Lifting the fog

Lifting the fog

But amid the gloom are pockets of opportunity with managed datacentre services.

There have been few shining lights in the IT industry over the past months. Budgets have been cut, staff shed and projects delayed. A heavy fog of uncertainty has dimmed the vision of many IT decision makers.

But one of the few positives has been a shift away from investing in internal infrastructure towards variable costs and increased spending with thirdparty IT services providers. In accounting terms, it is essentially a migration from CapEx to OpEx.

The ASX-listed services providers are a case in point. Although a few, like Oakton and ComputerCorp, posted poor results, the managed services arms tended to be growth businesses. Other integrators such as Data#3, CSG, and ASG also pointed to this part of their businesses as a highlight of the first half of the financial year.

Combine this trend with the centrality of the datacentre in the contemporary IT infrastructure, and the fog lifts to reveal pockets of opportunity.

“Some of the emerging trends we are seeing in the market are related to the economic climate and some are related to just the general evolution of what customers are expecting,” EMC global services head, Gary Cox, said. “People want to have much better access to information wherever they are. And they are beginning to question whether it makes more sense for them to manage that infrastructure themselves, or if it can be managed by a third party.”

But like any emerging trend, there is still some confusion about what constitutes a managed service.

The what

Managed services are not outsourcing, let’s make that clear from the start. While some like to paint any service or operation performed by an external IT provider as outsourced, there are important differences to make with managed datacentre services. NEC Australia datacentres and hosted solutions product manager, Loren Weiner, said there was confusion around what managed services really are.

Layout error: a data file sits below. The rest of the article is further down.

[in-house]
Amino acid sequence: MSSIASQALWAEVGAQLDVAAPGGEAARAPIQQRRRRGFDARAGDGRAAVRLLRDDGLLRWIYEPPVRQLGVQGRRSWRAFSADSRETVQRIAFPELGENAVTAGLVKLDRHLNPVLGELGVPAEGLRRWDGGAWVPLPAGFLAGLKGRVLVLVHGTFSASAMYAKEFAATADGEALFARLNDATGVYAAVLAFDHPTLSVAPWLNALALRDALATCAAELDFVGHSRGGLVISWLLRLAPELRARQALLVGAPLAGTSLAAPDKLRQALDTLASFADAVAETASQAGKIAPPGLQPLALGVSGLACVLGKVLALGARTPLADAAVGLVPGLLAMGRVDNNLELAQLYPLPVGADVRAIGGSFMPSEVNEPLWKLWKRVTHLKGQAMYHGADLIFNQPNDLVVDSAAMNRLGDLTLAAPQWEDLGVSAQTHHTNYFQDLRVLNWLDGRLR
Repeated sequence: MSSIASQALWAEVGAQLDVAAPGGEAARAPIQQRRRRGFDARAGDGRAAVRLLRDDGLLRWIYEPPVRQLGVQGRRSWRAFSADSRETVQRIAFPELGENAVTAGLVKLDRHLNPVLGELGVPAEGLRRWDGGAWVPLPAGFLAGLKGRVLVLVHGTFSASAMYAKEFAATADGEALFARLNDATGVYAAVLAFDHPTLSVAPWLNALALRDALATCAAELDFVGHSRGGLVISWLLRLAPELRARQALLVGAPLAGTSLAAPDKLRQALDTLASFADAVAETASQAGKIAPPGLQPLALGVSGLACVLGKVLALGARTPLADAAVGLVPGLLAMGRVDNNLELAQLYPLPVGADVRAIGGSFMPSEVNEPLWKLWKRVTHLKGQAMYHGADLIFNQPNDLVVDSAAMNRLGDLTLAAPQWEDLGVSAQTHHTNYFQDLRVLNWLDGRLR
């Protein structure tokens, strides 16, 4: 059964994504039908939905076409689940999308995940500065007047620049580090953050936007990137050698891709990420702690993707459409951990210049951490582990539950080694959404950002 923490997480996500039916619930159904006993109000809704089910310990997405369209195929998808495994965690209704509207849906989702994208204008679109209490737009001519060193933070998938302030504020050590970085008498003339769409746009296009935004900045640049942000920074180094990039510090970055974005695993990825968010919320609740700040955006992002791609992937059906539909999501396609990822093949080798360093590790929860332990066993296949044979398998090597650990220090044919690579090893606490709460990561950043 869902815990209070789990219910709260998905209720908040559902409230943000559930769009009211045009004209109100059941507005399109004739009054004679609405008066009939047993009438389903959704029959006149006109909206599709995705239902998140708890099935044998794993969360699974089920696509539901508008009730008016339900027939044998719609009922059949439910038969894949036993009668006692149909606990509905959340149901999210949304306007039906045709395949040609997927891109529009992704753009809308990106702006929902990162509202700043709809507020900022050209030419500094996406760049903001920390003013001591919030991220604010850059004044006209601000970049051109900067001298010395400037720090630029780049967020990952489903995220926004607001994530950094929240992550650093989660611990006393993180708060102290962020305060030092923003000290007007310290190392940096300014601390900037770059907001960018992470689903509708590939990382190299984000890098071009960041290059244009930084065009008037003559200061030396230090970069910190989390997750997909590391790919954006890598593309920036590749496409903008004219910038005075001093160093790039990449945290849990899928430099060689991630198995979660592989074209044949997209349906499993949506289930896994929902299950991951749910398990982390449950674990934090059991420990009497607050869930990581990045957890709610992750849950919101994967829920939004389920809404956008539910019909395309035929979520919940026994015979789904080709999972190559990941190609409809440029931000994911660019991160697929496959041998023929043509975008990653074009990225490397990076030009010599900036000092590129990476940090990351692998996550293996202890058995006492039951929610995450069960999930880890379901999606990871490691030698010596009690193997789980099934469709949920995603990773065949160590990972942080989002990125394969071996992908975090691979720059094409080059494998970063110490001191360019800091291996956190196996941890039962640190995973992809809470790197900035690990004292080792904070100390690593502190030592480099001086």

“Managed services in the datacentre can be simply a customer coming into a datacentre for colocation, which is just a bare bones rack where the customer puts their equipment in there,” he said.

“Managed services can be as simple as a customer using our equipment. The other thing is they could be using their own equipment but we could be managing it for them. Both of those are managed services but completely different things.

“From the channel partner side, it is about filling in the gaps that they have got. Quite often a channel partner has this fear of a datacentre managed service and they think, ‘if we hand off to a datacentre service provider like NEC to manage the services there is nothing for us to do and we can’t add any value’. But it is really the opposite. We are kind of filling in the gaps and helping them offer the value.”

Key to the definition of managed datacentre services is flexibility and specificity. In other words, a managed datacentre service is usually one that is able to reinforce or extend a solution being provided while being scalable at the same time.

“We have to make sure it is positioned not like an outsourced environment, because inherently the approach behind it has much more flexibility. The goal is to make sure clients can do things a little bit more easily. With changing requirements, they can adapt quite quickly as well,” EMC’s Cox said. “Traditional outsourcing tends to have been broader brushed. It takes the gamut of ‘here is our IT environment, you guys go and look after it’. This is quite different.

“When we say managed services, we are trying to offer a service the customer deems to be something that they don’t necessarily need to retain ownership of and something we can offer on a scale they would struggle to provide themselves.”